This year there has been a glimmer of hope for right whales. During the 2021 calving season, researchers have documented 17 new right whale calves. This is big news, since there were only 22 births observed during the past four seasons combined.
“Although calving rates are still well below the average annual rate of 24 per year seen between 2001 and 2010, compared to the last six years, the 17 whales born this year are a positive sign for right whales,” said Diane Borggaard, Right Whale Recovery Coordinator for NOAA’s Greater Atlantic Region. She added that “one of this year’s calves has already died due to injuries caused by a vessel strike. We urge boaters to go slowly, especially at this time of year when the moms and calves are traveling north. They are hard to see because they can be just under the surface, so going slowly is the best way to protect whales from injury, as well to keep passengers safe and prevent vessel damage.”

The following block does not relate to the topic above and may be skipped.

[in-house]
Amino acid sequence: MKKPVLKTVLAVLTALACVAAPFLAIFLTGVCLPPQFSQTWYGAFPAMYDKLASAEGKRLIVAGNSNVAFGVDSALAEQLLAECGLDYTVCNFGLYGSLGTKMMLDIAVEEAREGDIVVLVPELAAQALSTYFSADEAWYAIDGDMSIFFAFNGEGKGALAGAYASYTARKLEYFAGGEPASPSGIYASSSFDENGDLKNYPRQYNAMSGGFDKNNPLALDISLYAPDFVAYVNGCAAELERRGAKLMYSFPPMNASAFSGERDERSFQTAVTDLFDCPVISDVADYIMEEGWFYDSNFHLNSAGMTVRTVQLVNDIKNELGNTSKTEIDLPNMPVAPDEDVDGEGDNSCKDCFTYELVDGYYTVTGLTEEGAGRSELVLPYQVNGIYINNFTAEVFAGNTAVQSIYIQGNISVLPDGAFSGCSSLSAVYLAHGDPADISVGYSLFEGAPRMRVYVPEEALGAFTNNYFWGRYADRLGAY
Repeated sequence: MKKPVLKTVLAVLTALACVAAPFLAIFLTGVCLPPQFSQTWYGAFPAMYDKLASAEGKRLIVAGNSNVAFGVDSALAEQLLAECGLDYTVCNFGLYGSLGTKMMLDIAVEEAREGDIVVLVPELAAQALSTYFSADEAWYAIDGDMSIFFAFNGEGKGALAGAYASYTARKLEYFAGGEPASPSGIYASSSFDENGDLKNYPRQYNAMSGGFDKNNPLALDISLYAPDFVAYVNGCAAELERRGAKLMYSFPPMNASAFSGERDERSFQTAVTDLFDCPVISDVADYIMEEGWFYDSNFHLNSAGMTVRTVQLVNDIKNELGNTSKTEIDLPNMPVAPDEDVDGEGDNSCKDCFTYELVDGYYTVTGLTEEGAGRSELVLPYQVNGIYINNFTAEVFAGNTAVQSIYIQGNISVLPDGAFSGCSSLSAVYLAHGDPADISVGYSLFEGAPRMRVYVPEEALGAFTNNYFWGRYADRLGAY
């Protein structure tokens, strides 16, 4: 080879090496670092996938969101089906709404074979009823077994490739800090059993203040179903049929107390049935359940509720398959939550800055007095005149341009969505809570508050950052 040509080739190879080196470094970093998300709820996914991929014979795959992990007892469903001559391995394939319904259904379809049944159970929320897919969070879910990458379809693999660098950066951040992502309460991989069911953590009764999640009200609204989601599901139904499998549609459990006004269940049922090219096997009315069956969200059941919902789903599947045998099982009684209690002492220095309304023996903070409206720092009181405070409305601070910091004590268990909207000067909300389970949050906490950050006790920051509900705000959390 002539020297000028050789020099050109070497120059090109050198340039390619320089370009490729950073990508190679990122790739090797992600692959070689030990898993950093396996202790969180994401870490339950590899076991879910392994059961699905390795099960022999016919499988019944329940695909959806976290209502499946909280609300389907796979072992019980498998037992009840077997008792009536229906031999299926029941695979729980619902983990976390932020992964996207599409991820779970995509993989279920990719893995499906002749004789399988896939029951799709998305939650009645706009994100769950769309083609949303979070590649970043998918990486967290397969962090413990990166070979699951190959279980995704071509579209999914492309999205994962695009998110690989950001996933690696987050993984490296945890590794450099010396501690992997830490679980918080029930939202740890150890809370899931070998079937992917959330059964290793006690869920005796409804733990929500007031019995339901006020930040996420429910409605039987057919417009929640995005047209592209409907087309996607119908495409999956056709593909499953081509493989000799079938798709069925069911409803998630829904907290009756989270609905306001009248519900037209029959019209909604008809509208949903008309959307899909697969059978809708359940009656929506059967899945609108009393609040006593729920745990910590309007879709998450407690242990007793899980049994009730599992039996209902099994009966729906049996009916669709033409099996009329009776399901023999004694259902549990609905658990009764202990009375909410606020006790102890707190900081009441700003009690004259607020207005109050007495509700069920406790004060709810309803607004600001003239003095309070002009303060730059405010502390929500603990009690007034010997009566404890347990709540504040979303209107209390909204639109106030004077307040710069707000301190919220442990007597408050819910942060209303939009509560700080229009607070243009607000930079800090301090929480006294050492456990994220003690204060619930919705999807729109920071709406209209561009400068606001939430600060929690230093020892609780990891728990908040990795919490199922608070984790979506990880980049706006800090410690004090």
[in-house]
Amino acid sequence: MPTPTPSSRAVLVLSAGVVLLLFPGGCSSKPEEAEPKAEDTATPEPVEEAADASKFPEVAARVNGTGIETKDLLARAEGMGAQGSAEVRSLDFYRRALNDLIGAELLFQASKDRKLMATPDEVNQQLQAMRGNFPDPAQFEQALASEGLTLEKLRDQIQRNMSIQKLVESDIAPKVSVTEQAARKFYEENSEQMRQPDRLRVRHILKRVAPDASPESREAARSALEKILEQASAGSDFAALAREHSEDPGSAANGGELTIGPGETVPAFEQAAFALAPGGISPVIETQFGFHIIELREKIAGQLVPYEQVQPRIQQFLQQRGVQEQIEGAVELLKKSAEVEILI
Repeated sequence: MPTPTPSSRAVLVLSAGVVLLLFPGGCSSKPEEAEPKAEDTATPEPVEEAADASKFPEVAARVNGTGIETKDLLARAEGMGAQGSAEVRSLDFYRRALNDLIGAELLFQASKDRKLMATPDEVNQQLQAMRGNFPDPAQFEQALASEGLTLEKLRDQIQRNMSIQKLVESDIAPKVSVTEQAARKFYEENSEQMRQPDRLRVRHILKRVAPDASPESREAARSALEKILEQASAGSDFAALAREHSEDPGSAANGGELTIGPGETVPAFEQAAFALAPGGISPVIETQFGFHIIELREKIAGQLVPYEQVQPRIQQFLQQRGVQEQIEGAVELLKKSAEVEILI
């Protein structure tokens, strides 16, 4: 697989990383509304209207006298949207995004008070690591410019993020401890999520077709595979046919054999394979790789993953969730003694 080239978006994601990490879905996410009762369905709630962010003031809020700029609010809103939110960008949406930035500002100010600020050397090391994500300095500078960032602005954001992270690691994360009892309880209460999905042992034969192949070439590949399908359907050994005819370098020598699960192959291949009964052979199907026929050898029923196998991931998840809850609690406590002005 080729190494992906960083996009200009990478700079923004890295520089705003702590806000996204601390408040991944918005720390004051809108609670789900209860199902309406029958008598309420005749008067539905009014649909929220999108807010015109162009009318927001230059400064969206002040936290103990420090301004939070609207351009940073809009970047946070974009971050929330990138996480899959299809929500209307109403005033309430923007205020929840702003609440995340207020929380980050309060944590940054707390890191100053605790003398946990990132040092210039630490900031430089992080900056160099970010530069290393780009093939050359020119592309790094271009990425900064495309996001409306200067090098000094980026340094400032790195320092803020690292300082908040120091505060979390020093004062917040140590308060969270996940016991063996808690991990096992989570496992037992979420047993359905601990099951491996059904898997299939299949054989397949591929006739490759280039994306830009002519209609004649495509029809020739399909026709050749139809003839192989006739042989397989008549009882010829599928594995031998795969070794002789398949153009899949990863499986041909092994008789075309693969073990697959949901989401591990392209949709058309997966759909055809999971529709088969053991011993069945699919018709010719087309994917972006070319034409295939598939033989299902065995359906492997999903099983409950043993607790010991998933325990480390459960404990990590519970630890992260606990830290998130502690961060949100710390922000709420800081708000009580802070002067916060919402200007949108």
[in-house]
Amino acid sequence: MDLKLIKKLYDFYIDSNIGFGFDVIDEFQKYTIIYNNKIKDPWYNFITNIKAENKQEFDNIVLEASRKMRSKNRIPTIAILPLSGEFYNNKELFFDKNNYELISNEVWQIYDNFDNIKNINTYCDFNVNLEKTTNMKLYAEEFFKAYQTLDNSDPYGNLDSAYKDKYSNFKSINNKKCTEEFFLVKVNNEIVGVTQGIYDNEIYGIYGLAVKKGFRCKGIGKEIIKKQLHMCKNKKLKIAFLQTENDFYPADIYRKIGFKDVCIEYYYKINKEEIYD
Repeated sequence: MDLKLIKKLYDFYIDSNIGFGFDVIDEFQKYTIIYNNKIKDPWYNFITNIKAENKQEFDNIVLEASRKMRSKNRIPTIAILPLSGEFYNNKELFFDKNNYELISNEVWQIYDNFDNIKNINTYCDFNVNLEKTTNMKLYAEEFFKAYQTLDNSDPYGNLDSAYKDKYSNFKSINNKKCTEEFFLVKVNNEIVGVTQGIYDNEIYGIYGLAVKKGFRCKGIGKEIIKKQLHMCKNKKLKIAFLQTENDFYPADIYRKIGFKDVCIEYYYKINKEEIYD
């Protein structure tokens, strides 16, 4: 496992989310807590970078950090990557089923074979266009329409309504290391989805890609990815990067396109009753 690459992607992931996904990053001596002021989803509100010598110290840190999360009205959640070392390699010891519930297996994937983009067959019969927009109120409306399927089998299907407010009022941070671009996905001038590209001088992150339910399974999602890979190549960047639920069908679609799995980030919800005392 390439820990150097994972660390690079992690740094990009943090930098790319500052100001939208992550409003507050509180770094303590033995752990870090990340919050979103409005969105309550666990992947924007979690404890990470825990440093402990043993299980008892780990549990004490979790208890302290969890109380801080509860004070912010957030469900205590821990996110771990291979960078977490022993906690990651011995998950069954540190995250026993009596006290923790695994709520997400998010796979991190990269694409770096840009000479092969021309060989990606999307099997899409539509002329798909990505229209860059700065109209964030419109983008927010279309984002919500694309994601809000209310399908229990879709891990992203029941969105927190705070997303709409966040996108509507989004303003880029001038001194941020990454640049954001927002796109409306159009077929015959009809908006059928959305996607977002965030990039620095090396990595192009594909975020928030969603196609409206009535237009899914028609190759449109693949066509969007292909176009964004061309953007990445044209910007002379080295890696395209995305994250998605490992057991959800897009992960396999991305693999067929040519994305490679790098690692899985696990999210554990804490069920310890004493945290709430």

The calf that was swimming in front of Gregg’s house is part of the “Class of 2021.” This is the mother’s first known calf and they were first spotted together on January 19 off Wassaw Island, Ga. Mom, who is known as right whale #3720, was born in 2007 to Mantis #1620. Mantis has had at least three other calves, all of which are female, but #3720 is the first of them known to calve.
The North Atlantic right whale has a long road to recovery that is plagued with obstacles. After many years of being “the right whale to kill,” now, more than ever, it deserves to be “the right whale to save.”
Please take note